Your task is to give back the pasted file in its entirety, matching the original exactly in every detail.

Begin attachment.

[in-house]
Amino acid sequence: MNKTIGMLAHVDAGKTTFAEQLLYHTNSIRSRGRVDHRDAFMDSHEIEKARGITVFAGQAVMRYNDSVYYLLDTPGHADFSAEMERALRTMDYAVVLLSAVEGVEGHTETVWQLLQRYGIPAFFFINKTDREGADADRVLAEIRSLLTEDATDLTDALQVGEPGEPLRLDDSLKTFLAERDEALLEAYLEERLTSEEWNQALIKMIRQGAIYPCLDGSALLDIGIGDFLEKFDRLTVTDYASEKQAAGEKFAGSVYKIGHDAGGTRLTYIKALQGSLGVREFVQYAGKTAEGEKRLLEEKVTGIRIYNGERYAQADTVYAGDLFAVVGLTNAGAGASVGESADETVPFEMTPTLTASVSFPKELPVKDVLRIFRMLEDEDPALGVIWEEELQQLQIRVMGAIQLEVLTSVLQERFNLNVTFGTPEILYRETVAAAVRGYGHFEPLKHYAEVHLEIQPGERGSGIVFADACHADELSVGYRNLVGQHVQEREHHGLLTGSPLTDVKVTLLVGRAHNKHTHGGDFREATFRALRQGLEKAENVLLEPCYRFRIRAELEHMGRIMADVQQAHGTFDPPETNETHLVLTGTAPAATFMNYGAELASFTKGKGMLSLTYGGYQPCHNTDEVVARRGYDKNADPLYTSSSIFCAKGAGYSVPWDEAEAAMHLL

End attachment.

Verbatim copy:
[in-house]
Amino acid sequence: MNKTIGMLAHVDAGKTTFAEQLLYHTNSIRSRGRVDHRDAFMDSHEIEKARGITVFAGQAVMRYNDSVYYLLDTPGHADFSAEMERALRTMDYAVVLLSAVEGVEGHTETVWQLLQRYGIPAFFFINKTDREGADADRVLAEIRSLLTEDATDLTDALQVGEPGEPLRLDDSLKTFLAERDEALLEAYLEERLTSEEWNQALIKMIRQGAIYPCLDGSALLDIGIGDFLEKFDRLTVTDYASEKQAAGEKFAGSVYKIGHDAGGTRLTYIKALQGSLGVREFVQYAGKTAEGEKRLLEEKVTGIRIYNGERYAQADTVYAGDLFAVVGLTNAGAGASVGESADETVPFEMTPTLTASVSFPKELPVKDVLRIFRMLEDEDPALGVIWEEELQQLQIRVMGAIQLEVLTSVLQERFNLNVTFGTPEILYRETVAAAVRGYGHFEPLKHYAEVHLEIQPGERGSGIVFADACHADELSVGYRNLVGQHVQEREHHGLLTGSPLTDVKVTLLVGRAHNKHTHGGDFREATFRALRQGLEKAENVLLEPCYRFRIRAELEHMGRIMADVQQAHGTFDPPETNETHLVLTGTAPAATFMNYGAELASFTKGKGMLSLTYGGYQPCHNTDEVVARRGYDKNADPLYTSSSIFCAKGAGYSVPWDEAEAAMHLL